The United States and the European Union are imposing targeted economic sanctions -- and threatening even broader measures -- against Russia for its incursion into Ukraine. RFE/RL takes a look at some basics of the art of sanctioning.
Who has the authority to impose sanctions?
Russia insists that unilateral sanctions violate international law.
"Unilateral sanctions have never brought about anything good. They are illegitimate and have no international legal basis," Foreign Minister Sergei Lavrov said on March 20 to the Russian Duma.
"The [UN] Security Council is the only body that can make decisions about coercive measures toward sovereign states. No such decision has been made by it regarding the Russian Federation and the Ukrainian leadership represented by [ousted Ukrainian] President [Viktor] Yanukovych."
At the same time, Russia has repeatedly imposed trade barriers and restrictions on many countries, particularly ones like Ukraine, Moldova, and Georgia that have pursued aggressive European-integration policies.
What role does the World Trade Organization (WTO) play?
Russia joined the WTO in 2012, and the United States and all EU member states are also members. The EU itself is also a member of the WTO.
Although the WTO is intended to facilitate international trade, its rules, the General Agreement on Tariffs and Trade (GATT), include provisions that enable countries to establish trade restrictions for "national security reasons."
"Under Article 21 of the GATT, there is an exception for national-security reasons. This is generally been interpreted as the provision under which any economic sanctions would fall," says Stephen Woolcock, an associate professor of international relations at the London School of Economics.
Russia could, however, challenge any sanctions through WTO dispute-settlement mechanisms. And, theoretically, the WTO could overturn sanctions that were determined to be in violation of GATT rules.
Such a turn of events is considered highly unlikely as long as sanctions remain at the level of targeted measures against individuals. If the West moves to broader sanctions aimed at the Russian economy, which U.S. President Barack Obama has said could happen, Russia might have more grounds to seek redress.
But Woolcock notes that sanctions have been imposed against WTO members in the past and none has been successfully challenged within the organization.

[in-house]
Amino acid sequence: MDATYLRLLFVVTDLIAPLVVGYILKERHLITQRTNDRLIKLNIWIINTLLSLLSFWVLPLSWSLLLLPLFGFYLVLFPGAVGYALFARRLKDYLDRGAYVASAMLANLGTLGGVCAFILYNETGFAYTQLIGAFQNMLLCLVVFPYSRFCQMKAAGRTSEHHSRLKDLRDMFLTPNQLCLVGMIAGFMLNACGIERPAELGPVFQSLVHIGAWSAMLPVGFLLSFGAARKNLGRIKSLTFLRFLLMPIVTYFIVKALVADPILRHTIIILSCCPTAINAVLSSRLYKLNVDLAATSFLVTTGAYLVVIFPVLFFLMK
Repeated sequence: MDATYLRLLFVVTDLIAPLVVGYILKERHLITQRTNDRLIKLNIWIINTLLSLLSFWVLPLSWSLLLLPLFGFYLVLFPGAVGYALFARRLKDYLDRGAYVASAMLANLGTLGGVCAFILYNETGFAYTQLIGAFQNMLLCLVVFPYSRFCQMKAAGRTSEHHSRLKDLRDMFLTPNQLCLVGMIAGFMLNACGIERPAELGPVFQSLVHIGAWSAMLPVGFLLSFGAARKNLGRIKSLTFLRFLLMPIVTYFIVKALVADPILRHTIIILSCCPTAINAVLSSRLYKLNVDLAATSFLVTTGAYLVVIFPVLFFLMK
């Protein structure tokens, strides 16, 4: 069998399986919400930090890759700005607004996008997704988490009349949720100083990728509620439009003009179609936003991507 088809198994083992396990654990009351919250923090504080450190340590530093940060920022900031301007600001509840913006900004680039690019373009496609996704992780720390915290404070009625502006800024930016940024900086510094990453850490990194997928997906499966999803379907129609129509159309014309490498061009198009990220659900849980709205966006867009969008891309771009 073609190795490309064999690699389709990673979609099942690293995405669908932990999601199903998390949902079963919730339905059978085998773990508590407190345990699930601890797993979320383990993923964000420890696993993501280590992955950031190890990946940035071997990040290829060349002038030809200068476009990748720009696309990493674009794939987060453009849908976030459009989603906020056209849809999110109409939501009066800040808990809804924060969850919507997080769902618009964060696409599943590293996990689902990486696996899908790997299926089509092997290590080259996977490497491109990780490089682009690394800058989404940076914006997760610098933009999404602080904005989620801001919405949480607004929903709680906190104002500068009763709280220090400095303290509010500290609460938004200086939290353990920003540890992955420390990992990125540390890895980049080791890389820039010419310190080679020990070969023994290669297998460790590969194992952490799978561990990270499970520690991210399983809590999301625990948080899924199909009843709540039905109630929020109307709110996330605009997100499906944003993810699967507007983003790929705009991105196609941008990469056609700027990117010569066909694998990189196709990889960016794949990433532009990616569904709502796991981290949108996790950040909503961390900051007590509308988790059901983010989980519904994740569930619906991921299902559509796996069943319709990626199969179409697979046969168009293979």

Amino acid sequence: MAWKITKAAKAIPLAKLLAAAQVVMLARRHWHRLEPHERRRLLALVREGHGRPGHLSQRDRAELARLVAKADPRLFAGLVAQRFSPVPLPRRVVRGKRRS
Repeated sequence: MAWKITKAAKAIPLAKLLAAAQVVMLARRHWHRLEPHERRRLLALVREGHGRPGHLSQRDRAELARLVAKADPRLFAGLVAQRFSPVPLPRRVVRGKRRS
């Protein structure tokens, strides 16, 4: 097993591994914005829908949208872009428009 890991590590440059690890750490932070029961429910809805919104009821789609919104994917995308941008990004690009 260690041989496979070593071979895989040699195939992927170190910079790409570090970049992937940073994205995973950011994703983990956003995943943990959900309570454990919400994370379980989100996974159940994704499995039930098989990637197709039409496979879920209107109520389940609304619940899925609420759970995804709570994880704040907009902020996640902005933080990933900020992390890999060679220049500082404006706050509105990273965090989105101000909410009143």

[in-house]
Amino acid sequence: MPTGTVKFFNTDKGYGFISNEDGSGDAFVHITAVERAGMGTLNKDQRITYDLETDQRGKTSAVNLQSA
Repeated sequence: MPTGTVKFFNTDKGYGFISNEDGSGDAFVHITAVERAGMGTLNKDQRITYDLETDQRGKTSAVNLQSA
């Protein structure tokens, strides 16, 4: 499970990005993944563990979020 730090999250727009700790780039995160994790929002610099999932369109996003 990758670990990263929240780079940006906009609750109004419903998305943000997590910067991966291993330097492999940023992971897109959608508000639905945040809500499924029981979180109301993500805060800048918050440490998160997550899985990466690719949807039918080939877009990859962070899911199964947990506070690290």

The WTO has no mechanism for sanctioning members or expelling them. Some countries have left of their own accord, however.
Some analysts have argued that the WTO could also be used to punish Moscow, as members could file complaints against Russia for some of its controversial trade practices. In July, for instance, the EU announced it would challenge a Russian law that imposes a fee on foreign car producers for scrapping used vehicles in Russia.
Do the sanctions extend to the family members of targeted individuals?
Not automatically, says Ian Bond, director of foreign policy at the London-based Center for European Reform and a veteran British diplomat. "They won't automatically extend to relatives, but they will, for example, extend to shell companies where the EU or the U.S. can identify that the controlling interest is held by a person who is subject to sanctions," he says.
It has been reported, for instance, that Russian oil trader Gennady Timchenko sold his stake in Swiss-based Gunvor to his business partner on the eve of the announcement of sanctions against him. Bond says financial authorities will certainly investigate that alleged sale and could rule that Timchenko continues to benefit from Gunvor's assets.
If EU or U.S. financial authorities can prove that a relative is merely holding assets that benefit a sanctioned individual, those assets could also be targeted.
Expanding the targeted sanctions to family members could be done as an additional measure of targeted sanctions before the West moves to broader sanctions against the Russian economy.
Why hasn't Russian President Vladimir Putin been sanctioned?
Sanctions against a sitting head of state are extremely rare and are generally reserved only for rulers that Western countries would like to see removed, such as Zimbabwean President Robert Mugabe or the former ruling military junta in Burma.
Ian Bond says doing so is the "nuclear option" of targeted sanctions. "And I guess that everybody is trying not to go for steps that are really at the top of the list of things that could be done," he adds. "There is still a lot more that could go wrong, a lot more ways in which Russia could interfere in Ukraine and make the situation worse."
What about possible sanctions against Russian state journalists and publicists such as Sergei Markov or Aleksandr Dugin, who have been actively justifying Russia's intervention in Ukraine?
Bond says sanctions could be imposed upon such people if the West determines they are actively promoting violence or disseminating hate speech. It is, however, an issue on which Europe and the United States might not be able to agree.
"I realize that is very difficult territory particularly for the U.S. because of its very strong attachment to the First Amendment" of the U.S. Constitution, which guarantees freedom of speech," Bond says. "It is in some ways less of an issue for Europeans because certainly in countries like Germany, for very good historical reasons, they have pretty strong laws on how far you are allowed to go."
The latest round of EU sanctions includes Dmitry Kiselyov, the head of the Russian state news agency Rossia Segodnya. The EU document describes Kiselyov as a "central figure of the government propaganda machine supporting the deployment of Russian forces in Ukraine."